For thousands of Nicaragua’s poor, mission ‘a gift from God’
JINOTEGA, Nicaragua — In a nation where many live on…
PANAMA CITY — By the time I arrived at Tocumen International Airport in this Central American capital, I was starving.
Domino’s Pizza in the airport food court never looked so heavenly.
“How do you say pepperoni in Spanish?” I joked on Facebook.
Road Notes | Bobby Ross Jr.It was close to 8 p.m. I’d rushed to catch a connecting flight in Houston with no time for a meal. Except for pretzels, I hadn’t eaten since leaving Oklahoma City about noon.
I still had the final leg of my journey left — to Nicaragua, where I was headed to report on Misión Para Cristo (“Mission for Christ” in English). I hoped to avoid boarding my first-ever flight on Copa Airlines with a growling stomach.
My Christian Chronicle colleague Erik Tryggestad has reported from 60-plus countries. He has written about his “mouth-watering” international culinary experiences — from barbecued warthog in Zimbabwe to giant, roadside churros in Brazil.
Tryggestad is an adventurous eater.
I am not.
Related: For thousands of Nicaragua’s poor, mission ‘a gift from God’
When I travel internationally, I tend to fill my suitcase with jeans, T-shirts and enough Cheese Nips to keep me alive for weeks.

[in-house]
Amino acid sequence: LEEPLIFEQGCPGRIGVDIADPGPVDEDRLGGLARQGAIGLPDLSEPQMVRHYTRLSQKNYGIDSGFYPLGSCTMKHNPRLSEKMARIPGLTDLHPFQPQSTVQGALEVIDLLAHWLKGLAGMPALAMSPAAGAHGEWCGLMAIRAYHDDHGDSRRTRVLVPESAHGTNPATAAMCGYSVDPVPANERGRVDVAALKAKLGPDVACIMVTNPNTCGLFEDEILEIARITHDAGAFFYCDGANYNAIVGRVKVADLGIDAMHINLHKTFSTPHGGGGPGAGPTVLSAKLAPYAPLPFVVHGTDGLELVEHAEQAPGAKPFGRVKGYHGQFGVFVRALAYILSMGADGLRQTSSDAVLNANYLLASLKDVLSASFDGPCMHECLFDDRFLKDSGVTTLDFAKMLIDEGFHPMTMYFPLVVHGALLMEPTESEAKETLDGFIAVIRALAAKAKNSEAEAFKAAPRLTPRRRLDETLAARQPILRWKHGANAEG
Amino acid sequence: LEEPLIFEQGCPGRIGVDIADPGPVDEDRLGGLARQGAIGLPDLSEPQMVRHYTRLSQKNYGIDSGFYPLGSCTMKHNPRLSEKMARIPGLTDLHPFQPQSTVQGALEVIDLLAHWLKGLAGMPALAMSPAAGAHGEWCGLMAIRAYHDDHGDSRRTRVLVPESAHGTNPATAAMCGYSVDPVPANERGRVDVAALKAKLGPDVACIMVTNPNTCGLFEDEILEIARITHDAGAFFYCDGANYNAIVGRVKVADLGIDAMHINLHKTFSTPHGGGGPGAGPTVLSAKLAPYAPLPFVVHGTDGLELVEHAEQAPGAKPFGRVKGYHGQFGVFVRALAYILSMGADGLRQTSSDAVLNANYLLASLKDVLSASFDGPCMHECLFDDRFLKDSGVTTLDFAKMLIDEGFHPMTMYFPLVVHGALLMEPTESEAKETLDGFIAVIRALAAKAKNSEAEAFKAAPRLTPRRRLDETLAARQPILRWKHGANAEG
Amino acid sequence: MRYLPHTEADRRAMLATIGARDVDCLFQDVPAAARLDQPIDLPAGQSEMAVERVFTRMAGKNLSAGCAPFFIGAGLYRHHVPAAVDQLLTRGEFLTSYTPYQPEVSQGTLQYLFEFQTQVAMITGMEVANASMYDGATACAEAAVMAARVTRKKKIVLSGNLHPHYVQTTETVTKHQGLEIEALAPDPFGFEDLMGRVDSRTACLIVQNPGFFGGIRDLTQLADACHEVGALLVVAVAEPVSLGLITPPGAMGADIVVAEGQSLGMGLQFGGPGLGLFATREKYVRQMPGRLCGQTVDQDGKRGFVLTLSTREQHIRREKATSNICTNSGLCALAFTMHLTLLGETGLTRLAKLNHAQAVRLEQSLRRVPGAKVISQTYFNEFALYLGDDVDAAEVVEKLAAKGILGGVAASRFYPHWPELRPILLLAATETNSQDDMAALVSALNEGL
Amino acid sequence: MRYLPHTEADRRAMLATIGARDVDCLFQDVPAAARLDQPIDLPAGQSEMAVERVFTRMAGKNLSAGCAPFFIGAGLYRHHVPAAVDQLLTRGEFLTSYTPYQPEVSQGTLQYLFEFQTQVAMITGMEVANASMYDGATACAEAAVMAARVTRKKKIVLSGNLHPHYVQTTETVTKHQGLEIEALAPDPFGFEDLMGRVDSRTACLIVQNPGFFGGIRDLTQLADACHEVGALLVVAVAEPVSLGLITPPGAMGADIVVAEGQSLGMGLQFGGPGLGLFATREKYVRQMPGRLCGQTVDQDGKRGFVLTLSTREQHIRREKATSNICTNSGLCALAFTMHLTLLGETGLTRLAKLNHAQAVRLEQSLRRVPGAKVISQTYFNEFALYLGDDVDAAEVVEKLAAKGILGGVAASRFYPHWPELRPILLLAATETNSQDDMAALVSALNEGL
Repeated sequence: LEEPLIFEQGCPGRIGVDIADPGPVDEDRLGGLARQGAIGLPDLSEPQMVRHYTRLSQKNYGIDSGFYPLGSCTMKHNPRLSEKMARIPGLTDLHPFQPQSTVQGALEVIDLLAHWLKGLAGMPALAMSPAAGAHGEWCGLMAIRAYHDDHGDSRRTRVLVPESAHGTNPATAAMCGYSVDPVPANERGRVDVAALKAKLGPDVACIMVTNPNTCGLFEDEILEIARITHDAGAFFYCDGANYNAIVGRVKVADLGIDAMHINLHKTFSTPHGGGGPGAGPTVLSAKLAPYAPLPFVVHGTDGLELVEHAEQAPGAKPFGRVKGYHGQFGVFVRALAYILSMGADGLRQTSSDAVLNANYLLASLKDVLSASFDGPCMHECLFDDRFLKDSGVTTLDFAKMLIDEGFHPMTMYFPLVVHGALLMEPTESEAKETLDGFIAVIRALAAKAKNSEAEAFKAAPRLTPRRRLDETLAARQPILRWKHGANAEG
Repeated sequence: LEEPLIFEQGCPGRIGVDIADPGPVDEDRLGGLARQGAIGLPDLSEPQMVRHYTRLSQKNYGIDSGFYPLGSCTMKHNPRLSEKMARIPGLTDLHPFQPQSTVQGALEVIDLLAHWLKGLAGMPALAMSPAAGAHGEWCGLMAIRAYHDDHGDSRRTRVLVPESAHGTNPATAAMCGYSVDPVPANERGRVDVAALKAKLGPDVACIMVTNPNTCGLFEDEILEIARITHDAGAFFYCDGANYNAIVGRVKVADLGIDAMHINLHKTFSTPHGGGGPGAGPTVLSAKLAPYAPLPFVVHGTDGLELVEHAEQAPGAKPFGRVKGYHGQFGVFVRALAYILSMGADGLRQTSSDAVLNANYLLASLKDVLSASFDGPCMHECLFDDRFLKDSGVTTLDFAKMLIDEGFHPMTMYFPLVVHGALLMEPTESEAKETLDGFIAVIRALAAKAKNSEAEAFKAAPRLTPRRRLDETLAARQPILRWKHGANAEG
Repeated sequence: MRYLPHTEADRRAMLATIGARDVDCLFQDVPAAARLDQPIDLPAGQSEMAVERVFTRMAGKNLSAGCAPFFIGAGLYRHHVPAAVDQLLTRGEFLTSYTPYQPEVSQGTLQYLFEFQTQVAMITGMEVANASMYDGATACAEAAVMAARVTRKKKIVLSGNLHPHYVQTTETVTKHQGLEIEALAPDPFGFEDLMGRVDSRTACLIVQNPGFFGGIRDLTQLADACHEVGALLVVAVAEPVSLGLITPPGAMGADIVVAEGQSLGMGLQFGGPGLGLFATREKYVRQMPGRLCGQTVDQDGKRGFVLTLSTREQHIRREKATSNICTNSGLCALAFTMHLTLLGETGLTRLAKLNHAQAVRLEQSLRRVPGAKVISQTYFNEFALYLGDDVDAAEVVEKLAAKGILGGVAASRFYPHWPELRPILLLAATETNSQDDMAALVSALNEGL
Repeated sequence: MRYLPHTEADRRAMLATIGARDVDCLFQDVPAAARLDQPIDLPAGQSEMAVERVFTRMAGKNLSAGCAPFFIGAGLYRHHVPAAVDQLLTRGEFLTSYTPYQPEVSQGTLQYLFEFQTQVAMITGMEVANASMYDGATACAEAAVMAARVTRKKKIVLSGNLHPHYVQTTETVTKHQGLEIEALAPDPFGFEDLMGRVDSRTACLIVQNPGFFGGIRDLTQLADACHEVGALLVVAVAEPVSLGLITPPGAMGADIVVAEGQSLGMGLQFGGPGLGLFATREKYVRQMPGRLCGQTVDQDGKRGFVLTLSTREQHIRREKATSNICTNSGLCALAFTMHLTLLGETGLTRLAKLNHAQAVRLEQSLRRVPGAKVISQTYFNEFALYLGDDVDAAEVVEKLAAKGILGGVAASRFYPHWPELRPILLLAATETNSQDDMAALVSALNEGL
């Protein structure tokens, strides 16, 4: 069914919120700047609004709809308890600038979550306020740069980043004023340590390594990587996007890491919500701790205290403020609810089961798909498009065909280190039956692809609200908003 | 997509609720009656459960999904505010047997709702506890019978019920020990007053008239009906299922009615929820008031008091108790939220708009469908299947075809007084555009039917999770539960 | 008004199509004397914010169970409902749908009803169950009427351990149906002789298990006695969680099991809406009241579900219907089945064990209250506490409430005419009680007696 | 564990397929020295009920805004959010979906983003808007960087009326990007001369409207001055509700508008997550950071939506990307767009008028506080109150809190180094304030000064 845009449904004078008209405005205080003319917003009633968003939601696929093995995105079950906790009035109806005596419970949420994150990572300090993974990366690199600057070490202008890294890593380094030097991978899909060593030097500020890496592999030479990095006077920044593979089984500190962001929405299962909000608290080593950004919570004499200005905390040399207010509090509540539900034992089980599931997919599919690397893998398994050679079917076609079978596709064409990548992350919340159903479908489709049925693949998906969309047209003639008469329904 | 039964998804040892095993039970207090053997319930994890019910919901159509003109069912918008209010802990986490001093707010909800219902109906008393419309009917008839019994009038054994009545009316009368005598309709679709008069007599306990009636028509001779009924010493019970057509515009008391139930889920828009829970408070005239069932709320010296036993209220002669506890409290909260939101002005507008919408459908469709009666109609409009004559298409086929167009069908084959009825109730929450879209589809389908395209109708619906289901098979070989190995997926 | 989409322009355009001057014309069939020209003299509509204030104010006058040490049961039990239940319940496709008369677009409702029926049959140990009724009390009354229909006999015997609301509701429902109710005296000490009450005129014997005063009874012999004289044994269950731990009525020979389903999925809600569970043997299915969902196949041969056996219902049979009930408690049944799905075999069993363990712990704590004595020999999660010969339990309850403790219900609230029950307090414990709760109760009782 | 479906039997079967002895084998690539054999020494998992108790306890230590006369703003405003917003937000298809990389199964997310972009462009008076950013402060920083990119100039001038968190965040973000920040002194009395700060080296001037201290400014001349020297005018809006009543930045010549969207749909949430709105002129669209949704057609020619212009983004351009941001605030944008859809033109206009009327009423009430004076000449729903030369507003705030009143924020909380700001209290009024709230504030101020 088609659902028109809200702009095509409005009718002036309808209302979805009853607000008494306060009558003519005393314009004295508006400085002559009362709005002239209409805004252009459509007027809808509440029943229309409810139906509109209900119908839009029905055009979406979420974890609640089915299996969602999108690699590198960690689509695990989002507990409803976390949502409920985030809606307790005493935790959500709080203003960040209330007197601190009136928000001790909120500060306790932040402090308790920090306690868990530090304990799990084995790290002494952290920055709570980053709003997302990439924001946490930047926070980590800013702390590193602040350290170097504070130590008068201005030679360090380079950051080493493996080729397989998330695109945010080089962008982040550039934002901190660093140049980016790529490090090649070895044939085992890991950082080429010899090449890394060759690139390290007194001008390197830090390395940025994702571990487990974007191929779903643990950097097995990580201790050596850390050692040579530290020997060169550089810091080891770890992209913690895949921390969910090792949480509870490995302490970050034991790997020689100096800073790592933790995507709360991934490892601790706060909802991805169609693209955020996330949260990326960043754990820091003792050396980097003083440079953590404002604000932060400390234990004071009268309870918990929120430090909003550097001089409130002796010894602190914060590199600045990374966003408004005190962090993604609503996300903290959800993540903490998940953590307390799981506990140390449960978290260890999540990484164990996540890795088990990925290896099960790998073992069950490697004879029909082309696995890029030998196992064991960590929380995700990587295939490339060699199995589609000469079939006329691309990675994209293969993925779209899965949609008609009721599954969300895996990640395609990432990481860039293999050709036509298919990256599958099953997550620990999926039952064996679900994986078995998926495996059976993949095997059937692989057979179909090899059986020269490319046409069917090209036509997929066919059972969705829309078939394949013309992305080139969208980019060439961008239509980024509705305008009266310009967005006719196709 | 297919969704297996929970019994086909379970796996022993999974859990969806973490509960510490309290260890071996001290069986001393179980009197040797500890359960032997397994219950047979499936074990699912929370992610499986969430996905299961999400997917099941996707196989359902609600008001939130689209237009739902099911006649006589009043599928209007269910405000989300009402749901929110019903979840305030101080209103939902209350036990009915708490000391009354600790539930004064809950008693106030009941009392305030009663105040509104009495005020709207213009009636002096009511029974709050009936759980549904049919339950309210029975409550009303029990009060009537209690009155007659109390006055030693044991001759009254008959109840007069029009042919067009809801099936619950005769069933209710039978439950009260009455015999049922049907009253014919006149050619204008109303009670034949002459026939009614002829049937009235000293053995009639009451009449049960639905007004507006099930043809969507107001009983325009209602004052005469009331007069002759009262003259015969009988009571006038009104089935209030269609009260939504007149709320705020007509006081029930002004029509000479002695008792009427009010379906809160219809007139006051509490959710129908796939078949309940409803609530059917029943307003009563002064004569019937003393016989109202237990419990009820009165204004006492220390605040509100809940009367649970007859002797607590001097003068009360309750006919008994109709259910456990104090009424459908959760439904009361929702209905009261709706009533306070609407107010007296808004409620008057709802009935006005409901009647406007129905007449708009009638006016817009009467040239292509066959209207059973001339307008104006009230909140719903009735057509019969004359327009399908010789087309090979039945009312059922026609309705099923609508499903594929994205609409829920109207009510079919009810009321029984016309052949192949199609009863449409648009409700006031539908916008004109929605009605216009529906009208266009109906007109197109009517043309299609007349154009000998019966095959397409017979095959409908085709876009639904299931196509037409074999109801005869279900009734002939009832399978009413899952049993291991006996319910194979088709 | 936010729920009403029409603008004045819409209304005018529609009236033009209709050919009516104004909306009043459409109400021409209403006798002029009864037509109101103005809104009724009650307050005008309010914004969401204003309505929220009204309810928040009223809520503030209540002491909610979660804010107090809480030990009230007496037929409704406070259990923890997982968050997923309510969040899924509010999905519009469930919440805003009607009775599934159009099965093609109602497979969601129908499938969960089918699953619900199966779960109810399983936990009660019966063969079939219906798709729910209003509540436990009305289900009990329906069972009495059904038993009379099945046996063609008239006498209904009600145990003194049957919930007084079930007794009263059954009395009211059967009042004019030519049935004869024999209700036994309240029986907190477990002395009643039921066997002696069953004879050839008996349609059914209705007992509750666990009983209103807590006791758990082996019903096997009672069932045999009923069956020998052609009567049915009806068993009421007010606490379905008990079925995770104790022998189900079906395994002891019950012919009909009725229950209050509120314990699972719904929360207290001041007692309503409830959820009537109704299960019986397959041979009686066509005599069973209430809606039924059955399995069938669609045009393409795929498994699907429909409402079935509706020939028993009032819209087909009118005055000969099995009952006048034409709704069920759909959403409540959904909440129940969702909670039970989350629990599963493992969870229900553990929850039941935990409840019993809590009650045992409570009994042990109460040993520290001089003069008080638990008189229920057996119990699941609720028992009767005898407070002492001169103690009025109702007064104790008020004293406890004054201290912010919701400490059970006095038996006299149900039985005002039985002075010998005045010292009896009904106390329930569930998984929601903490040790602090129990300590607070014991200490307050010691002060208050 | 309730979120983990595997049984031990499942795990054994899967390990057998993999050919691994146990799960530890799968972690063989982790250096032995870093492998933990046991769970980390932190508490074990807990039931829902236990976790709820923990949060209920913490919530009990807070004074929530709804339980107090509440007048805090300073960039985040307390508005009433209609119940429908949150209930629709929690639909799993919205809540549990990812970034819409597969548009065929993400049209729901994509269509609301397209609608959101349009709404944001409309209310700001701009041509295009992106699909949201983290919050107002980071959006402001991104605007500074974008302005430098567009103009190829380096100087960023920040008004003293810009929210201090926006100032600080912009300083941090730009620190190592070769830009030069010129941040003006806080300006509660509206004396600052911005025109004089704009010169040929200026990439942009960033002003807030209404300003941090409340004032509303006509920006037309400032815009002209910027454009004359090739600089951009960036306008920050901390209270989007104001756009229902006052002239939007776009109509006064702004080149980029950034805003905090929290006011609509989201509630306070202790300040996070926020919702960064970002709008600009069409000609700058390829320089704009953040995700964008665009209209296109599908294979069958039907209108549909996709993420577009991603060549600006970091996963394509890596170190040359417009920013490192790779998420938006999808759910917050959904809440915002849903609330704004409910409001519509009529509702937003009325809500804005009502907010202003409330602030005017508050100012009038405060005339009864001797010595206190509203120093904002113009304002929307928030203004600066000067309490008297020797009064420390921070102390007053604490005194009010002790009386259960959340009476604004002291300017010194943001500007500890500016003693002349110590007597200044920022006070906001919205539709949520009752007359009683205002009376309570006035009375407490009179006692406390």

To my delight on this night, I discovered that pepperoni is pronounced basically the same in Spanish as in English.
But even as I devoured my piping hot pizza, I wondered what might be on my plate the rest of the week.
I need not have worried.
The next day, I enjoyed fried chicken at Tip-Top — a national chain in Nicaragua — with missionary Benny Baker and ministers Efraín López and Franklin Mairena.
“Better than KFC,” I declared it.
At the mission, I woke up one morning to peanut butter, pancakes and pineapples. Yummy!
Bobby Ross Jr.’s lunch at Misión Para Cristo.For lunch another day, the cooks prepared chicken with a special jalapeño gravy, along with mashed potatoes, rolls and chaya, commonly known as “tree spinach.” Yes, I ate it all. I even somewhat liked the chaya.
But I’m pretty sure I’ll never put a barbecued warthog in my mouth.
Then again, if it came on top of a pizza, I just might consider it. Especially if I’d run out of Cheese Nips.
Bobby Ross Jr. is Chief Correspondent for The Christian Chronicle. Reach him at [email protected]
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